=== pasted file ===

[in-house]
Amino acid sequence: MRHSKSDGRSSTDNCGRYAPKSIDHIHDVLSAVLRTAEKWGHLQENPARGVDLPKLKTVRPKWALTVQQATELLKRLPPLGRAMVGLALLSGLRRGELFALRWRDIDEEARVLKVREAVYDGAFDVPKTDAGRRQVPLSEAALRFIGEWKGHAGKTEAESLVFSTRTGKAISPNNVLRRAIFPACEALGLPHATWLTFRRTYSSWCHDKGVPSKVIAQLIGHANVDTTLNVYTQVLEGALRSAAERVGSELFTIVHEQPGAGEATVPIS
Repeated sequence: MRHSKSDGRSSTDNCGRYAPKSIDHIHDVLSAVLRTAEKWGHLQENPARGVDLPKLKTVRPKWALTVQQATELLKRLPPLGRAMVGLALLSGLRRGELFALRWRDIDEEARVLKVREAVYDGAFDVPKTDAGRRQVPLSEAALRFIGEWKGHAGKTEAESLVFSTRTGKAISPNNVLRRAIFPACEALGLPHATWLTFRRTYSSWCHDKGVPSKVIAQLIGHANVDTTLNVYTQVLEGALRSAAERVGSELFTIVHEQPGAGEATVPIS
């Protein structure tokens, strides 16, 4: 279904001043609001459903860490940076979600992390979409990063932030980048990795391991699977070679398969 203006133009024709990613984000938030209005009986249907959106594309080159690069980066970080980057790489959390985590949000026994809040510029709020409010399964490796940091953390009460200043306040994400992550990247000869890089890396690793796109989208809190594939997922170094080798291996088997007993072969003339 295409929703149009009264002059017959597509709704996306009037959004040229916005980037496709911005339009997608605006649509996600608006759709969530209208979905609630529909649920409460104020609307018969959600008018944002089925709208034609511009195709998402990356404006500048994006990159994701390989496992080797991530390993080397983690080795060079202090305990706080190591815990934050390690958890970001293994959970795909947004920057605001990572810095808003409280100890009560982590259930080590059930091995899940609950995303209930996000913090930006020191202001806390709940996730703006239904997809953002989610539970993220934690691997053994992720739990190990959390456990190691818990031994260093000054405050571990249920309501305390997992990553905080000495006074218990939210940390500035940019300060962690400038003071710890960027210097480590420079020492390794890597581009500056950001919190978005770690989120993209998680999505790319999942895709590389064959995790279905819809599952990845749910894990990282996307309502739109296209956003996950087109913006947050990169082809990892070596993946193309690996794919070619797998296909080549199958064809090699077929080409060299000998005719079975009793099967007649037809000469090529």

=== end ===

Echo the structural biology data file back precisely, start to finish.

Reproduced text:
[in-house]
Amino acid sequence: MRHSKSDGRSSTDNCGRYAPKSIDHIHDVLSAVLRTAEKWGHLQENPARGVDLPKLKTVRPKWALTVQQATELLKRLPPLGRAMVGLALLSGLRRGELFALRWRDIDEEARVLKVREAVYDGAFDVPKTDAGRRQVPLSEAALRFIGEWKGHAGKTEAESLVFSTRTGKAISPNNVLRRAIFPACEALGLPHATWLTFRRTYSSWCHDKGVPSKVIAQLIGHANVDTTLNVYTQVLEGALRSAAERVGSELFTIVHEQPGAGEATVPIS
Repeated sequence: MRHSKSDGRSSTDNCGRYAPKSIDHIHDVLSAVLRTAEKWGHLQENPARGVDLPKLKTVRPKWALTVQQATELLKRLPPLGRAMVGLALLSGLRRGELFALRWRDIDEEARVLKVREAVYDGAFDVPKTDAGRRQVPLSEAALRFIGEWKGHAGKTEAESLVFSTRTGKAISPNNVLRRAIFPACEALGLPHATWLTFRRTYSSWCHDKGVPSKVIAQLIGHANVDTTLNVYTQVLEGALRSAAERVGSELFTIVHEQPGAGEATVPIS
């Protein structure tokens, strides 16, 4: 279904001043609001459903860490940076979600992390979409990063932030980048990795391991699977070679398969 203006133009024709990613984000938030209005009986249907959106594309080159690069980066970080980057790489959390985590949000026994809040510029709020409010399964490796940091953390009460200043306040994400992550990247000869890089890396690793796109989208809190594939997922170094080798291996088997007993072969003339 295409929703149009009264002059017959597509709704996306009037959004040229916005980037496709911005339009997608605006649509996600608006759709969530209208979905609630529909649920409460104020609307018969959600008018944002089925709208034609511009195709998402990356404006500048994006990159994701390989496992080797991530390993080397983690080795060079202090305990706080190591815990934050390690958890970001293994959970795909947004920057605001990572810095808003409280100890009560982590259930080590059930091995899940609950995303209930996000913090930006020191202001806390709940996730703006239904997809953002989610539970993220934690691997053994992720739990190990959390456990190691818990031994260093000054405050571990249920309501305390997992990553905080000495006074218990939210940390500035940019300060962690400038003071710890960027210097480590420079020492390794890597581009500056950001919190978005770690989120993209998680999505790319999942895709590389064959995790279905819809599952990845749910894990990282996307309502739109296209956003996950087109913006947050990169082809990892070596993946193309690996794919070619797998296909080549199958064809090699077929080409060299000998005719079975009793099967007649037809000469090529």